Employment Law Blog

News, trends and analysis in employment law and HR

Search Blog

Dec 27, 2016

Q&A: Can employers prohibit supervisory level employees from discussing wages?

Q&AWage and Hour 

Question: We have a supervisor who won’t stop talking about his wages; can we stop him from doing this?

Answer: Yes, you can prohibit a supervisor from discussing wages, but only under certain conditions. First, the individual’s duties must be considered supervisory under the National Labor Relations Act (NLRA). Second, the discussion cannot involve allegations of wage discrimination under Title VII of the Civil Rights Act or some other law.

How is a Supervisor Defined? Make Sure You’re Clear

The NLRA protects an employee’s ability to discuss his/her wages, hours, and working conditions with coworkers, but the NLRA expressly excludes supervisors. A supervisor is defined as any individual with the authority to hire, transfer, suspend, lay off, recall, promote, discharge, assign, reward, or discipline other employees, including individuals who recommend those actions.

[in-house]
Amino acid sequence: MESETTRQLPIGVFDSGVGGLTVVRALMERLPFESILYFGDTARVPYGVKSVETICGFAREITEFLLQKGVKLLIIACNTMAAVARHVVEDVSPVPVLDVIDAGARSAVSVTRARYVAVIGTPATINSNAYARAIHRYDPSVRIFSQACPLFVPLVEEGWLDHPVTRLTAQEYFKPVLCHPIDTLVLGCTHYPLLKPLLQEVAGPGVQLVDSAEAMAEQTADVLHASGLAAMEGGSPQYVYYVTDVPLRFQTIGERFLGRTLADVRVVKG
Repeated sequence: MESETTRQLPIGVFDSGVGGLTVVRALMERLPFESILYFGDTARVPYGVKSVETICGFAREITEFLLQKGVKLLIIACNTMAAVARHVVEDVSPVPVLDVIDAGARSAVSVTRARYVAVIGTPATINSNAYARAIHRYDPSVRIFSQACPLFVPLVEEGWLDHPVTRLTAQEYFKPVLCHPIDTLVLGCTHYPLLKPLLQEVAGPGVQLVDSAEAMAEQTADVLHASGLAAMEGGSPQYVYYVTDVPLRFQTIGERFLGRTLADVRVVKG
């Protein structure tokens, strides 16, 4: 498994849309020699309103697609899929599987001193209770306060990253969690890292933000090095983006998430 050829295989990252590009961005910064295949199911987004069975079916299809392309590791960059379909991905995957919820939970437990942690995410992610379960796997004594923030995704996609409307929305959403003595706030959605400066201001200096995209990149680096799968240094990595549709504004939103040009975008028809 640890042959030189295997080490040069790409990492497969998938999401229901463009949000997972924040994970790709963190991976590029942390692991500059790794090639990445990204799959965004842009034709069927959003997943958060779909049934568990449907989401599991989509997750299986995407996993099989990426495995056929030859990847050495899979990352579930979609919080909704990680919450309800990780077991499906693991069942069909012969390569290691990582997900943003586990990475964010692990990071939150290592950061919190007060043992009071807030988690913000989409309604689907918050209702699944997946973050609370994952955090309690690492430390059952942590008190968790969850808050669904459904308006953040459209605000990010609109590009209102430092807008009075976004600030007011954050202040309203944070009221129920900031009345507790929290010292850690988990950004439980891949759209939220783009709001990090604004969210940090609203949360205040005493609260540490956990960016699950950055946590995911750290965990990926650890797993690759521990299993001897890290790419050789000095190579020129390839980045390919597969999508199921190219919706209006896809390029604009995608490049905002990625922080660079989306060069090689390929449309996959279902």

A recent case reminds employers of the power of this distinction. In that case, a supervisor was discussing his working conditions during a union organizing drive and was eventually let go because employees indicated that his mistreatment of them drove them to unionize. After the termination, the supervisor claimed that he was actually fired because of his comments during the organizing drive. The court said it didn’t matter, because his supervisory status meant that the NLRA did not protect his comments (Dang v. Maruichi American Corp., Cal App, Sept. 2016).

What is the Motivation Behind the Supervisor’s Wage Complaints?

Although supervisors can be prohibited from discussing wages, in most situations it’s best to deal with the underlying issues at the same time or in place of any discipline. Sitting the supervisor down and asking what’s really going on, what they’re upset about, and how can this be worked out will usually lead to better outcomes. Once you know what the real problem is, be prepared to discuss why your pay scale is the way that it is. After these discussions, you can always go back and discipline the supervisor if you choose to.

Equal Pay and Compensation Discrimination

One final caution: If the supervisor’s wage complaints are tied to allegations of discrimination, then watch out – those complaints may be protected under federal or state antidiscrimination laws, regardless of supervisory status.

Without carefully considering the multiple factors involved, employers may put themselves in a risky situation. Before taking any disciplinary action, contact your Vigilant employment attorney for advice.

Comments